Stolpersteine

I think the large Holocaust memorial here [in Berlin] will always remain abstract. You have to make the decision to visit it. But not with the stumbling blocks. Suddenly they are there, right outside your front door, at your feet, in front of you.

Guenther Demnig
Morning Edition – Stumbling Upon Mini Memorials To Holocaust Victims May 31, 2012

The artist Gunter Demnig has placed almost 60,000 “Stolpersteine” cobblestones across Europe. The first 50 were placed in Berlin in May 1996. Illegally. Now, it is the biggest decentralized monument in the world.

20 years of ‘Stolpersteine’

Stolpersteine translates, literally, into stumbling stones. You stumble over them because they are obvious. Gunter Demnig has earned his place in artistic history, placing every one of the 60,000 stolpersteine himself. This is the website where you can donate to the fund or even pay to have one placed with a name of your choice.

I was thinking of posting the memorial image below again today on Facebook, as I have for the last few years, because it is once again the anniversary of Sophie Scholl’s death sentence.

…but those really aren’t her final words, except that they were in one of the last letters she wrote before the death sentence was carried out. What her final words were remain undocumented. That she died at the hands of people who thought she did not belong, is documented. So I’m creating this post in memory of her on this date. In memory of all the holocaust victims, with the sincere hope that we don’t have to start installing stolpersteine in the US in order to mark the spots were the brown-skinned people we arrested and hauled off to their deaths used to live, because people in this country continue to deny that it has happened here, and continues to happen here.

New York Times – The White Rose Guillotine

We know their story well, these students who wrote the Leaflets of the White Rose. We know their bravery, their utter courage, how they wrote death-defying words that led straight to the guillotine.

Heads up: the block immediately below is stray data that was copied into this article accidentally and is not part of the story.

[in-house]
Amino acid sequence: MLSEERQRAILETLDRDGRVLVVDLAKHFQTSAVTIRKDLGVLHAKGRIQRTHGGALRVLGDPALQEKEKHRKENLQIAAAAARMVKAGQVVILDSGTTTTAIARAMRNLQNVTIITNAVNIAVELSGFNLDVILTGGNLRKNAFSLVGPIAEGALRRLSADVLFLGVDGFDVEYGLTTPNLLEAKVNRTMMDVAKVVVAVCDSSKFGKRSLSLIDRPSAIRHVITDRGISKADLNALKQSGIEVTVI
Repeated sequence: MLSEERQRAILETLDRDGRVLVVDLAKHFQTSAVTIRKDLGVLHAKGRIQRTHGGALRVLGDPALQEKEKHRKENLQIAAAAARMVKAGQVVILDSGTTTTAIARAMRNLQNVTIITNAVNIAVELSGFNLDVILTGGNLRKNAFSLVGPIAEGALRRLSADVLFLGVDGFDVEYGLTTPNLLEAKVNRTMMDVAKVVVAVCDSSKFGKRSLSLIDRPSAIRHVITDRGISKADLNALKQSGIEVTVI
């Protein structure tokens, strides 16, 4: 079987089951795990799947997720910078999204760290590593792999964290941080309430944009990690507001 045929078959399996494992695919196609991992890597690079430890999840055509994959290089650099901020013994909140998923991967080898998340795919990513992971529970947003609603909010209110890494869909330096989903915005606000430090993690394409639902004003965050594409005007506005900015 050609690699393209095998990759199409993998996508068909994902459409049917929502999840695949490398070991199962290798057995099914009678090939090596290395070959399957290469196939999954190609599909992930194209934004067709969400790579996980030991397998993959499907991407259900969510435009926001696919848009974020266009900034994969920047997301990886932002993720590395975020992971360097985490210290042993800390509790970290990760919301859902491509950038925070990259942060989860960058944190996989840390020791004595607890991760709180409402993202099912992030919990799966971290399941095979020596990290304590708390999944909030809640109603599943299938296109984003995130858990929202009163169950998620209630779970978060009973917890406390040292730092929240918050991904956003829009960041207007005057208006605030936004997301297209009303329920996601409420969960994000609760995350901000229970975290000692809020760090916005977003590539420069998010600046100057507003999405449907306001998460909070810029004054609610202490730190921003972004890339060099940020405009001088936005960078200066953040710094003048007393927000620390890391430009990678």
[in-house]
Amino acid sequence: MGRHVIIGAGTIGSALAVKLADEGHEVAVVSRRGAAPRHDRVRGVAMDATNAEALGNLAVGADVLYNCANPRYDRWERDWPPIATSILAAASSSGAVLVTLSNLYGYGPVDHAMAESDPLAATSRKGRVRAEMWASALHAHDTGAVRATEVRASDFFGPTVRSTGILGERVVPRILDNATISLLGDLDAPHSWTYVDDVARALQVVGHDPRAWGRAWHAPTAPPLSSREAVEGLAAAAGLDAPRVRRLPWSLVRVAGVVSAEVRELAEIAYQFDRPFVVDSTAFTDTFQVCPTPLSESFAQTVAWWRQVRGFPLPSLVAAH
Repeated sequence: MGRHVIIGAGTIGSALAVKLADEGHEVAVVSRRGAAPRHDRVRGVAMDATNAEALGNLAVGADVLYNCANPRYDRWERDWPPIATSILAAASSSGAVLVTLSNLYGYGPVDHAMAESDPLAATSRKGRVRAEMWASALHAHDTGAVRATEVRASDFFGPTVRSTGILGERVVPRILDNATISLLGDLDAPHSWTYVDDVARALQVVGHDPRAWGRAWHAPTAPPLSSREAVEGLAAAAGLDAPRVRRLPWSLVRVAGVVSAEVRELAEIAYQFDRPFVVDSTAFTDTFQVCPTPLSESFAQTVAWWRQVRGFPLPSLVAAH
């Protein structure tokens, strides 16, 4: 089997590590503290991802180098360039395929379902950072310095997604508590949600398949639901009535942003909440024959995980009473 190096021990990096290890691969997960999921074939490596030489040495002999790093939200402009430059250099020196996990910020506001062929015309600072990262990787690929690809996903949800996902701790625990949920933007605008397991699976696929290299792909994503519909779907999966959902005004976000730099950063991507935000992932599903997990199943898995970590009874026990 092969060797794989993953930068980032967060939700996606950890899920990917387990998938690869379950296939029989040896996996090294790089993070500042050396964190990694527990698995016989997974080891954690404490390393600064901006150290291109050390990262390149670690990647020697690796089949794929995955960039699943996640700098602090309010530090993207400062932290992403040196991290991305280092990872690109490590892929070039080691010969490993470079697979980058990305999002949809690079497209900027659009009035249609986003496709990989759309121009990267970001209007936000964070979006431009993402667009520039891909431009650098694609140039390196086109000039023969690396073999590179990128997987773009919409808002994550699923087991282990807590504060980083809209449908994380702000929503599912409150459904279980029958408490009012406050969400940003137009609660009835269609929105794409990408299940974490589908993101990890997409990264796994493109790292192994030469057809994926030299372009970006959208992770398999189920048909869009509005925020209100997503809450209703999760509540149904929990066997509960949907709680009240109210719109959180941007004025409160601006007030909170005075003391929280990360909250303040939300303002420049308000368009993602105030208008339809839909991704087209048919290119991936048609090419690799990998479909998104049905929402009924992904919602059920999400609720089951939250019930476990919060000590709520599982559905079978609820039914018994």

Yet we hardly know them at all. We focus so tightly on their noble deeds that we overlook who they were. We’re listening so closely for those awe-inspiring retorts as the students stand before Judge Freisler that we miss the wonder of the debates that stirred them to act.

When we begin to step back to “see” them better, to grasp the whole of their work, we find that our widened lens is capturing people we don’t know at all. There are new faces, new voices, new perspectives.

Before long, we realize there is so much more to “resistance” during the Shoah than just White Rose, more even than White Rose plus 20 July 1944 plus Rote Kapelle plus the Kreisauer Circle and the handful of other groups that have made their way into the literature.

Every new story we find – whether it is Helmuth Hübener and his friends, or Helle Hirsch, or the BMW leaflet writers – demonstrates how much there is still to learn about the strength of character of so many unknown heroes.

Once that camera lens pans the landscape of thousands of courageous individuals, our spirits are lifted. We understand that even in the darkest of days, there were those who stood up for justice, those who did the right thing no matter the cost.

The Center for White Rose Studies has dedicated its resources to uncovering those stories. We began with White Rose, but we are actively documenting as many heroic acts (and heroes) as we can.

We believe that these biographies will inspire and encourage young people in 21st century America to live lives characterized by integrity and the pursuit of justice. We believe that, because we know how the stories have affected us.

Join us on this journey!

White Rose Studies